The moral abyss in Chinese society is getting more shocking as reports surface regularly that motorists in the country are intentionally killing the pedestrians they hit.
You didn’t misread that.
But just so there’s no confusion: when a driver in China accidentally hits a pedestrian, they will often run over the victim a few more times to ensure they are dead.
Too crazy to be true? Sadly, no.
In fact, it’s so common that the Chinese language even has an adage for the phenomenon: “It is better to hit to kill than to hit and injure.”
According to media reports, security cameras have regularly revealed cars stopping after a collision and then deliberately reversing to crush whoever they have hit, whether it’s an innocent grandmother or a toddler.
In 2008, local news footage revealed that a driver named Zhao Xiao Cheng had run over a 64-year-old woman in Taizhou, Zhejiang province. He then rolled his Volkswagen Passat back and forth over the elderly pedestrian five times, grinding the grandmother into the pavement.
In a video from 2010, a BMW driver hits a three-year-old boy during the morning rush hour in Xinyi, Jiangsu province. He then hops out of the car and guides it back over the child three times before running over the boy one last time as he drives away.
In January, a woman was caught on video repeatedly driving over an elderly man who had fallen in the snow and in May, a truck driver was filmed running over a young boy four times.
This April, Slate reports, a BMW knocked down a two-year-old girl and drove over her head at a fruit market in Foshan in Guangdong province.
When the girl’s grandmother shouted, “Stop! You’ve hit a child!” the unlicensed driver backed up over the girl and forward again, crushing the girl for the third time.
When she finally got out from the BMW, the unlicensed driver immediately offered the horrified family a deal: “Don’t say that I was driving the car,” she said. “Say it was my husband. We can give you money.”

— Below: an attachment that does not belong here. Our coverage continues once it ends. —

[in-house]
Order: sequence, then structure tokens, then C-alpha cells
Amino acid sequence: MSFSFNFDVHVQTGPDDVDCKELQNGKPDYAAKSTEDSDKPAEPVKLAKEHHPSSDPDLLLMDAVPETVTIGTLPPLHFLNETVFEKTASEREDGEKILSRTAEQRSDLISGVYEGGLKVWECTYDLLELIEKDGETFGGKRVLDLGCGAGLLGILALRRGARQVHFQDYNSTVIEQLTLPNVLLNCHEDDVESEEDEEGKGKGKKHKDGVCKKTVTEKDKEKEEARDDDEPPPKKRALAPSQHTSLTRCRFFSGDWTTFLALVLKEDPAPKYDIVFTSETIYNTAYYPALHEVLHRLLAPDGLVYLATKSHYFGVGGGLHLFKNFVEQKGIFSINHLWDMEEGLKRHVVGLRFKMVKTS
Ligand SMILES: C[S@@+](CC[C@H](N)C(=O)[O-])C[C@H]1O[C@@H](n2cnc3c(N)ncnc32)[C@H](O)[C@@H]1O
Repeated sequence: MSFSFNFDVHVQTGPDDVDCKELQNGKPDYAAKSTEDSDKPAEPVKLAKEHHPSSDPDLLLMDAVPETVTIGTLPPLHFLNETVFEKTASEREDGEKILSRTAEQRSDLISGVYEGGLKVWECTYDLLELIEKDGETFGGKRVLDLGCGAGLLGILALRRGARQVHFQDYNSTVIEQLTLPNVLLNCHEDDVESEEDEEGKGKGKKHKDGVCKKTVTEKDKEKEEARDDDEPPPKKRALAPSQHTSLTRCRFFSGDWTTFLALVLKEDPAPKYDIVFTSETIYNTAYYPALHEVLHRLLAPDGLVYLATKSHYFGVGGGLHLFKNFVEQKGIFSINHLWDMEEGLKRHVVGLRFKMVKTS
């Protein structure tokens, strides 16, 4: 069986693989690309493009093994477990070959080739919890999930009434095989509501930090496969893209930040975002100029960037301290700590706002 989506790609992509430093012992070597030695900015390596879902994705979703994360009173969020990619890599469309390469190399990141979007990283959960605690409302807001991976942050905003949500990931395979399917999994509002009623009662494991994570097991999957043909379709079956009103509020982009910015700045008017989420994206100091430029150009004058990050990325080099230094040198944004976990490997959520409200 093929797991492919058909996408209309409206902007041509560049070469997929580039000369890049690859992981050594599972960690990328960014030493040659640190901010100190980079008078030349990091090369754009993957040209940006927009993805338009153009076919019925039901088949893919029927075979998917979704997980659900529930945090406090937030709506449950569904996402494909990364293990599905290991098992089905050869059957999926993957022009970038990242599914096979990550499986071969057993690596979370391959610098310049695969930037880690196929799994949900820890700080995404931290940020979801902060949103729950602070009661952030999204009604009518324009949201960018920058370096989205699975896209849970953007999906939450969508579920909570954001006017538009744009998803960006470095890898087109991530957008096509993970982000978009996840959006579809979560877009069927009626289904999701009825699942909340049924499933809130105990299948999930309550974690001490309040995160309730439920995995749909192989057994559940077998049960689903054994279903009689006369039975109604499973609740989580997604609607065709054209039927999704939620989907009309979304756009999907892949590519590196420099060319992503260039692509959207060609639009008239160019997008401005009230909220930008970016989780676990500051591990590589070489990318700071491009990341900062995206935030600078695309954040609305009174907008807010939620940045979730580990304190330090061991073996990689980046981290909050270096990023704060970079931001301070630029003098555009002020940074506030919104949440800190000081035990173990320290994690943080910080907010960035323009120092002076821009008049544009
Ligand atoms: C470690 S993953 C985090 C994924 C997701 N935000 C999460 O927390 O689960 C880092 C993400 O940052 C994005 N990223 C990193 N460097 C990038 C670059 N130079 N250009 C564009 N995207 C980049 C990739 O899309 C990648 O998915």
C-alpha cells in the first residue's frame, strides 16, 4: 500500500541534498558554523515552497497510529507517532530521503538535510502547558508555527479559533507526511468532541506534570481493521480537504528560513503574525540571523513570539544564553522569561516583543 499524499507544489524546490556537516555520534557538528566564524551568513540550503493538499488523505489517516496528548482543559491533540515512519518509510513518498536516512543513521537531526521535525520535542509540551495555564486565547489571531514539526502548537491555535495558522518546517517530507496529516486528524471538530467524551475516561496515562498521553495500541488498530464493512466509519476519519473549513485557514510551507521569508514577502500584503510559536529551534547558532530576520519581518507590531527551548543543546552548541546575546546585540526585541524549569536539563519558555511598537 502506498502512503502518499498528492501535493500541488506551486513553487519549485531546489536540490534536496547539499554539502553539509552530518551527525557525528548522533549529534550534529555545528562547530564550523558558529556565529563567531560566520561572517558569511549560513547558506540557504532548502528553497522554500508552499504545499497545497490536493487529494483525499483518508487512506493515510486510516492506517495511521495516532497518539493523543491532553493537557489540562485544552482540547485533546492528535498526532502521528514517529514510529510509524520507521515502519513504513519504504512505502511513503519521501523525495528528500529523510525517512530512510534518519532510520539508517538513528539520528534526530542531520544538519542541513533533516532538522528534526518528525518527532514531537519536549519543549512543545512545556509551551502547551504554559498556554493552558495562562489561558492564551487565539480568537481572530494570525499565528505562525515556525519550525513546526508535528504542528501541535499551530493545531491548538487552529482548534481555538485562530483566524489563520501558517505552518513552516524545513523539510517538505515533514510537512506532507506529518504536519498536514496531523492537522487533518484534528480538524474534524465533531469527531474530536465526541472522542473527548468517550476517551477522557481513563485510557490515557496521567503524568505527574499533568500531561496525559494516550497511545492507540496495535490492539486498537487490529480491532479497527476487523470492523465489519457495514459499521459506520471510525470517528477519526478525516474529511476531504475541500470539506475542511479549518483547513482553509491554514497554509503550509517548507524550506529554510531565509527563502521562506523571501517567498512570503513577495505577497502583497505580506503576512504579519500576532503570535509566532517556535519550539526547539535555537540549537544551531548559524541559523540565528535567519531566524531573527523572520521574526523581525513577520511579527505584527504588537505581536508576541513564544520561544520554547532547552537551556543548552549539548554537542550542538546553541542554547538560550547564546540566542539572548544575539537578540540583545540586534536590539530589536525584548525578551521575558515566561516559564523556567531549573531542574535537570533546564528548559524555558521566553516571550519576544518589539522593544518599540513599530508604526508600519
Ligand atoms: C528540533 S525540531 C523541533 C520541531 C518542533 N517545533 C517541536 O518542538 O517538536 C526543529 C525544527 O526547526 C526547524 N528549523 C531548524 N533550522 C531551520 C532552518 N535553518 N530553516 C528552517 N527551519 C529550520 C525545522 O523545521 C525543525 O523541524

Most people agree that the hit-to-kill phenomenon stems at least in part from perverse laws on victim compensation, said Geoffrey Sant, an adjunct professor at Fordham Law School and author of the Slate article.
In China the compensation for killing a victim in a traffic accident is relatively small—amounts typically range from US$30,000 to US$50,000—and once payment is made, the matter is over, said Sant.
By contrast, paying for lifetime care for a disabled survivor can run into the millions. The Chinese press recently described how one disabled man received about US$400,000 for the first 23 years of his care.
Drivers who decide to hit-and-kill do so because killing is far more economical.
Indeed, Zhao Xiao Cheng—the man caught on a security camera video driving over a grandmother five times—ended up paying only about US$70,000 in compensation.
Sant says drivers are willing to kill not only because it is cheaper, but also because they expect to escape murder charges.
In the days before video cameras became widespread, it was rare to have evidence that a driver hit the victim twice.
Even in today’s age of cellphone cameras, drivers seem confident that they can either bribe local officials or hire a lawyer to evade murder charges, he said.
Every year, at least 200,000 people die as a result of road accidents in China, the World Health Organization said in May.
Part of the reason is that China’s drivers are among the worst in the world—no, not because of some genetic predisposition, you racist—but because they are inexperienced.
More than 23 million new cars, trucks and buses—over 63,000 a day—were sold last year, with passenger cars accounting for the biggest chunk of those sales.
Unfortunately, most of those new car buyers were also first-time drivers.
Most have a driver’s license, the result of passing a written exam, a behind-the-wheel driving test and watching a video designed to scare common sense into new drivers, said the Los Angeles Times.
(The video is a disturbing 30-minute compilation of gruesome footage showing crushed cyclists, pedestrians flung into the air like rag dolls, charred human remains and victims’ families grieving hysterically.)
But even with a license and driver ed, many drivers soon abandon any good habits they’ve learned because traffic rules are rarely enforced.
China certainly has some safety regulations in place, noted The Economist.
Drivers and passengers must wear seatbelts, for example, and mobile phones can only be used hands-free when driving.
Unfortunately these laws are entirely ignored.
Many pedestrians still behave as if the auto revolution in China never happened—wandering aimlessly into crosswalks, darting across eight-lane highways and loitering in traffic medians, the LA Times noted.
Still, that’s no excuse for the perversity of hit-to-kill drivers.
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